The State meanwhile argued that since Singha has not submitted any documents prior to 1966, there remains a doubt about the validity of his family’s citizenship. The Assistant Government Pleader (AGP) also objected to the inclusion of Singha’s name in the NRC, as it should not have been included in line with the SOP that bars inclusion of people whose citizenship cases are pending before FTs. Moreover, he raised doubts about the validity of the NRC itself. Finally, he said that Section 3 of the Citizenship Act was not relevant to Assam and that it was Section 6A that needed to be considered.

According to section 3 (a) of the Citizenship Act, “Every person born in India on or after the 26th day of January, 1950, but before the 1st day of July, 1987,” has Indian Citizenship by Birth. Singha is therefore a citizen under this provision.

Meanwhile, according to section 6 A (2), “…all persons of Indian origin who came before the 1st day of January, 1966 to Assam from the specified territory (including such of those whose names were included in the electoral rolls used for the purposes of the General Election to the House of the People held in 1967) and who have been ordinarily resident in Assam since the dates of their entry into Assam shall be deemed to be citizens of India as from the 1st day of January, 1966.” But Singha has no documents from 1966 or before that.

To this Singha’s advocate Smt. Manjari Das drew the court’s attention to a document titled White Paper on Foreigner’s Issue, that was published by the Home and Political Department of the Government of Assam in 2012. Chapter 2 (page 14) of this document refers to illegal migrants who entered Assam after the March 25, 1971 deadline and that it was Section 3 and not Section 6 that would apply to children of such illegal migrants.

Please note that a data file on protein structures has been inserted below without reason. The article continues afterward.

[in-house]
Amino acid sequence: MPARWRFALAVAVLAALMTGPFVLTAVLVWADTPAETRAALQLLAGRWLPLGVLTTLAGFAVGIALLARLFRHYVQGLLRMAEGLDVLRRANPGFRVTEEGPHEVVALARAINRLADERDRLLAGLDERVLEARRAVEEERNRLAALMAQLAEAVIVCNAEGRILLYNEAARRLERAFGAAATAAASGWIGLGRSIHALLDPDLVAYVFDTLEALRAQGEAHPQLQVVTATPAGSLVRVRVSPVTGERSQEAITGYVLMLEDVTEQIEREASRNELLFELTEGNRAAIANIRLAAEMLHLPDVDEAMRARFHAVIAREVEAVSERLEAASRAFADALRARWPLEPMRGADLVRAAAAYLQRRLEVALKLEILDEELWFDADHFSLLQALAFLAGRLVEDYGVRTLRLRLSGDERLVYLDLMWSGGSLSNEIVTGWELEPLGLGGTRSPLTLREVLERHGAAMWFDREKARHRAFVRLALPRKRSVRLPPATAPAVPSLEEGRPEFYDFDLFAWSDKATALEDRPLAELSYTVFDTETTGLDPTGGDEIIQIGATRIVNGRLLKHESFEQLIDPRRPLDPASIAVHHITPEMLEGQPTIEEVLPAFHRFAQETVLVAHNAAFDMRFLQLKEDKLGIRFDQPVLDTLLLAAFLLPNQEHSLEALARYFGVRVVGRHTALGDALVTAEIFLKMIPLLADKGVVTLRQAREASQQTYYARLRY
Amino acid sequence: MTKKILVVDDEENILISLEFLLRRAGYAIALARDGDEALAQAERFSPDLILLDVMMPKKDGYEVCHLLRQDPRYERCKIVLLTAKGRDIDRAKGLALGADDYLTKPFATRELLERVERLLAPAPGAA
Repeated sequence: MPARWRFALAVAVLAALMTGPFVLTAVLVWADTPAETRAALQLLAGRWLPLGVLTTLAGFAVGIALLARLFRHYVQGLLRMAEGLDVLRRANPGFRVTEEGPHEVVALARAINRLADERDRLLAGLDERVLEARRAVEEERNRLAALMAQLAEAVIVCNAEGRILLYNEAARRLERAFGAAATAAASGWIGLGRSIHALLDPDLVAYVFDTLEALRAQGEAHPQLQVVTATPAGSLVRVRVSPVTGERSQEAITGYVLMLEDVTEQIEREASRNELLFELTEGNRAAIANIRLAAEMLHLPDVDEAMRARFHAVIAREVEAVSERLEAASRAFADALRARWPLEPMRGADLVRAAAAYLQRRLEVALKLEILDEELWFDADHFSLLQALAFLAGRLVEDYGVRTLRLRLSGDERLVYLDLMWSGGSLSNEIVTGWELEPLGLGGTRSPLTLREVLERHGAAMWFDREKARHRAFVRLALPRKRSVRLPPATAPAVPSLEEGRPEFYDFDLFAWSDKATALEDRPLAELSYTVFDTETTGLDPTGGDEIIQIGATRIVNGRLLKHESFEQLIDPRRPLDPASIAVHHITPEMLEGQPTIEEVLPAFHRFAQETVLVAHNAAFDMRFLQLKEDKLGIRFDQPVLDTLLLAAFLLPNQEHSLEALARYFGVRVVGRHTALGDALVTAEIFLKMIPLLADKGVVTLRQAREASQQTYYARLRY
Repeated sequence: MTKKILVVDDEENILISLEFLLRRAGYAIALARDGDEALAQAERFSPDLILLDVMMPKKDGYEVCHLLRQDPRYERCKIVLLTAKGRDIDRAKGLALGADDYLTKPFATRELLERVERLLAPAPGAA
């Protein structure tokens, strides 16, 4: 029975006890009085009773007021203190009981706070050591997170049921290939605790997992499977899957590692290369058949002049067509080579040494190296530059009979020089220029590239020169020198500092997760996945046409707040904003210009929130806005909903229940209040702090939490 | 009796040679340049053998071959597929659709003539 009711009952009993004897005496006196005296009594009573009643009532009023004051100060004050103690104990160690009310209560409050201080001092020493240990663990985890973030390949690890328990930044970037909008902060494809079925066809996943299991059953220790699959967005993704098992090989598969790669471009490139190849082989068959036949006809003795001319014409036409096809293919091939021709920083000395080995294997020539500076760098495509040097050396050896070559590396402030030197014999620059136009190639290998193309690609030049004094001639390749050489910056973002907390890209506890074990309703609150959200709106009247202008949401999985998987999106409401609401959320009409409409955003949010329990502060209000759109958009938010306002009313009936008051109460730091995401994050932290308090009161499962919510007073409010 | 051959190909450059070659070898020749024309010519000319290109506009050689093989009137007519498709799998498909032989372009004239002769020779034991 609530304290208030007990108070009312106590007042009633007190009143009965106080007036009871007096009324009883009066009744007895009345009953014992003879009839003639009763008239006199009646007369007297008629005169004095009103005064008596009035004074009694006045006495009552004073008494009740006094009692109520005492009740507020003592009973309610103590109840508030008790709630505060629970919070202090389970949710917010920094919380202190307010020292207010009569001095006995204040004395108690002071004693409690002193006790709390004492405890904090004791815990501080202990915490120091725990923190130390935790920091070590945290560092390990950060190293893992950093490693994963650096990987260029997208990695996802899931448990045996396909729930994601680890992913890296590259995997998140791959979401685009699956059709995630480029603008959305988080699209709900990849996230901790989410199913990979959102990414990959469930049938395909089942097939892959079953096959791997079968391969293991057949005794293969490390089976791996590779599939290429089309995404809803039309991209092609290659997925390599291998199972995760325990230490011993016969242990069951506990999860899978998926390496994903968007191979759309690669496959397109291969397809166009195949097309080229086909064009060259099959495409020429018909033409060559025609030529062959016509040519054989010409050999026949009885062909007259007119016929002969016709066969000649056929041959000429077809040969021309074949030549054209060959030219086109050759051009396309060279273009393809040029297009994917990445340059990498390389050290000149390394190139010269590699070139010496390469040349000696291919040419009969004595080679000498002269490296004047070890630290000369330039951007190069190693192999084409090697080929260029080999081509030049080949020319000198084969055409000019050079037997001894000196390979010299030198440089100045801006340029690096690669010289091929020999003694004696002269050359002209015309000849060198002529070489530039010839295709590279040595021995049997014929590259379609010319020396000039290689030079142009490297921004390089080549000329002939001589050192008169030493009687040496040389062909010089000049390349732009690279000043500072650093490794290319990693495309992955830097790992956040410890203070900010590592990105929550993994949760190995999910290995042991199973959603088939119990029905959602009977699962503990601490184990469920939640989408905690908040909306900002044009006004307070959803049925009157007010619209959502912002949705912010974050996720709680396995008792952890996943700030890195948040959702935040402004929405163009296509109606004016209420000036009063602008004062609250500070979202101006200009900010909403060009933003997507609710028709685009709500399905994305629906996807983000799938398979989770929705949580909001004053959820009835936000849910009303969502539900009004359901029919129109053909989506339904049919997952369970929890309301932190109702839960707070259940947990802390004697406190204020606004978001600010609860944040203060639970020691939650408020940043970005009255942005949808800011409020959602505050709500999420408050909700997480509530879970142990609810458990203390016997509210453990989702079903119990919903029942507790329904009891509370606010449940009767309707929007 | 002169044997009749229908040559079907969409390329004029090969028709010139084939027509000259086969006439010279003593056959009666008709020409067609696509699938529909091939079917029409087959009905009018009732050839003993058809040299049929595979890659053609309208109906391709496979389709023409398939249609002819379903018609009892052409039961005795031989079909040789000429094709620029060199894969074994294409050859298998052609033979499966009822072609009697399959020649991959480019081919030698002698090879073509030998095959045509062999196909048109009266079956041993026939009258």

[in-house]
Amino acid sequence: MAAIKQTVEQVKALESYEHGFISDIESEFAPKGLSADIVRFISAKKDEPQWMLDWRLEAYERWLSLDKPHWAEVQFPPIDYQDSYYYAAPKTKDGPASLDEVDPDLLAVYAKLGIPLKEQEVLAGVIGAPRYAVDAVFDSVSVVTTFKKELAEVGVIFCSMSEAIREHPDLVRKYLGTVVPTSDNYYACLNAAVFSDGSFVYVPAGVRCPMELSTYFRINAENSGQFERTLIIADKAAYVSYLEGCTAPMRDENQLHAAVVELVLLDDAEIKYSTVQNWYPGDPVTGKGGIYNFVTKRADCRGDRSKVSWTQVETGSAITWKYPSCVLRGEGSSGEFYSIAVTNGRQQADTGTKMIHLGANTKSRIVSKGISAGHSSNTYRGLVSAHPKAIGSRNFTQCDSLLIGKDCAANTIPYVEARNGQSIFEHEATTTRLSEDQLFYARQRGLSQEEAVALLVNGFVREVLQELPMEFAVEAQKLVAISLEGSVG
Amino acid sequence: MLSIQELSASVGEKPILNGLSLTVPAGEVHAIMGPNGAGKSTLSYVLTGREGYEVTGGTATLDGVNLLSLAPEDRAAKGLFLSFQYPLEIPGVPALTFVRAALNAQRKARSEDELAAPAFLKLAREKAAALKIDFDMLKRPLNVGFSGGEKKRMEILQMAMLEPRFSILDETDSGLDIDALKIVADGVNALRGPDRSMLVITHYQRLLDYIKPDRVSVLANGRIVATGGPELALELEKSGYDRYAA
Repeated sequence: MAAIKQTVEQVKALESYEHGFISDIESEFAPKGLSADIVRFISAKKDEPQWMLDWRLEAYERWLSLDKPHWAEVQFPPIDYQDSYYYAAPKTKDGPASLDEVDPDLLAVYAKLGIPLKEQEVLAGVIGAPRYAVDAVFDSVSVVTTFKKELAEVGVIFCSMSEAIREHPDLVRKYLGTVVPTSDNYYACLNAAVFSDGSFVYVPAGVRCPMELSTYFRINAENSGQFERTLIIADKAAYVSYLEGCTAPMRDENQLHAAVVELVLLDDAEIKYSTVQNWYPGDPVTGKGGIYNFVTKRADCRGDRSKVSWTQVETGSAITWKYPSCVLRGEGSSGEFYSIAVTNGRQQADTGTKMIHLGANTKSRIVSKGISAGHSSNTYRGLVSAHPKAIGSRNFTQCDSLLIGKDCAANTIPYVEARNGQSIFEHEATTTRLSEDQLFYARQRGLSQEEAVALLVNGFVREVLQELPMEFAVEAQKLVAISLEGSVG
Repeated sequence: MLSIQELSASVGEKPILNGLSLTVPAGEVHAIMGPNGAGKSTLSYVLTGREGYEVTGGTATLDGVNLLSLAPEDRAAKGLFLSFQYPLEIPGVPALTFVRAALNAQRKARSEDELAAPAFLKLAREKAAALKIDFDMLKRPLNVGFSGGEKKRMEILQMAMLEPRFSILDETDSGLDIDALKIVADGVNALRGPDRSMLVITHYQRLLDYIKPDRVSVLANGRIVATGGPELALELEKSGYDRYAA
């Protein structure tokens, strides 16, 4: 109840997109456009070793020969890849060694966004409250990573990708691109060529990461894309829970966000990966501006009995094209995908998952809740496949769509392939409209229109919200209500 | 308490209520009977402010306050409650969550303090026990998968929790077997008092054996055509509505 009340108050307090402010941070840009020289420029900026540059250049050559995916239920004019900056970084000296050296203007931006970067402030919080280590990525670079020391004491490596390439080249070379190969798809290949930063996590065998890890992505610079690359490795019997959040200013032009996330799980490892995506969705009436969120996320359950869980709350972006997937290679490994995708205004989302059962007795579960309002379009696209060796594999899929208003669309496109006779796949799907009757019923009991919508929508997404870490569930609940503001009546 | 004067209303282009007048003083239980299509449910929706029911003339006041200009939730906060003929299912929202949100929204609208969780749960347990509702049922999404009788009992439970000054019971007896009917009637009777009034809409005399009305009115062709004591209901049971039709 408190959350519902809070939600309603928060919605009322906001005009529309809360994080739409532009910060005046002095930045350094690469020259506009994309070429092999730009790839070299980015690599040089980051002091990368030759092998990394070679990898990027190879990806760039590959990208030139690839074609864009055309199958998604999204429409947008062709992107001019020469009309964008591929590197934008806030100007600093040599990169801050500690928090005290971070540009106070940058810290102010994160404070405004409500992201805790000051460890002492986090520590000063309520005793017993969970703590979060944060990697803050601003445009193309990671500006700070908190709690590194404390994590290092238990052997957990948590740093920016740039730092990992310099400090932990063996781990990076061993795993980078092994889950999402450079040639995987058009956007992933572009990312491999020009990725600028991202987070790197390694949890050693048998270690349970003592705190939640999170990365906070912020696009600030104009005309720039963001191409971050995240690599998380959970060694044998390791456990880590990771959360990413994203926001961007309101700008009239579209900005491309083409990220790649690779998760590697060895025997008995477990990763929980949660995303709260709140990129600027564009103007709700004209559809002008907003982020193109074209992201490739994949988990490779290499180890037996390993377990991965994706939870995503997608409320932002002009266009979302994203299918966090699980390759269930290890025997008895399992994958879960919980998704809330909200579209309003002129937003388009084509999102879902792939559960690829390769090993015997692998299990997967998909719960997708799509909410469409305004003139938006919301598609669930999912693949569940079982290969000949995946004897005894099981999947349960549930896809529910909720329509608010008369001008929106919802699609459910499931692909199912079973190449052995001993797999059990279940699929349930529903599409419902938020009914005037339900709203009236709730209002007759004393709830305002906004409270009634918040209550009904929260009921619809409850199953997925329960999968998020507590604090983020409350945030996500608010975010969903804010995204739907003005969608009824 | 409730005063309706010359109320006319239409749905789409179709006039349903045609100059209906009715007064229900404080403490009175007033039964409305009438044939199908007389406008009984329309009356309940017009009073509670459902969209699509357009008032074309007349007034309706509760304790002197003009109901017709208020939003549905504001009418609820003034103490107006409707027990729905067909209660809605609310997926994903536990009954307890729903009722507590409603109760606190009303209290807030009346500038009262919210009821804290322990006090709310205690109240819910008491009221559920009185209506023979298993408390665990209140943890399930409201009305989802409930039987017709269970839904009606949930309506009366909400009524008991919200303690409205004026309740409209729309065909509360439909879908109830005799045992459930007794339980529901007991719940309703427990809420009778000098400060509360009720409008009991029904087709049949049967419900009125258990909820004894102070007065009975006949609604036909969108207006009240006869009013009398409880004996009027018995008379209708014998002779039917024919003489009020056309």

She further submitted that given how Singha’s father was an IAF serviceman his citizenship must have been verified during his induction. Finally, given how the NRC was prepared under a process monitored by the Supreme Court, its finality or validity cannot be questioned. And though the matter of his case being pending might cast a shadow on the inclusion of his own name in the NRC, not such doubt can be raised about other members of the family as there are no cases against them.

After hearing arguments from both sides, FT member Shishir Dey opined, “I am of the opinion that the OP is not a foreigner but a citizen of India.”

The entire FT Opinion may be read here: 

 

Related:

Dead man declared foreigner, Gauhati HC sets aside order

Citizenship should ordinarily be decided on merit rather than by default: Gauhati HC

Citizenship should be adjudicated on basis of merit, after hearing proceedee: Gauhati HC

Gauhati HC sets aside ex parte order declaring person as foreigner, says citizenship important right

Gauhati HC restores Indian citizenship of a woman declared a foreigner in 2017

Deadline to challenge ex-parte FT decision valid only when notice is served: SC

Related Articles

Sunday

03

Jan

Pan-India

Saturday

05

Dec

05 pm onwards

Rise in Rage!

North Gate, JNU campus

Thursday

26

Nov

10 am onwards

Delhi Chalo

Pan India

Theme

Taliban 2021

Taliban in Afghanistan: A look back

Communalism Combat had taken a deep dive into the lives of people of Afghanistan under the Taliban regime. Here we reproduce some of our archives documenting the plight of hapless Afghanis, especially women, who suffered the most under the hardline regime.
2020

Milestones 2020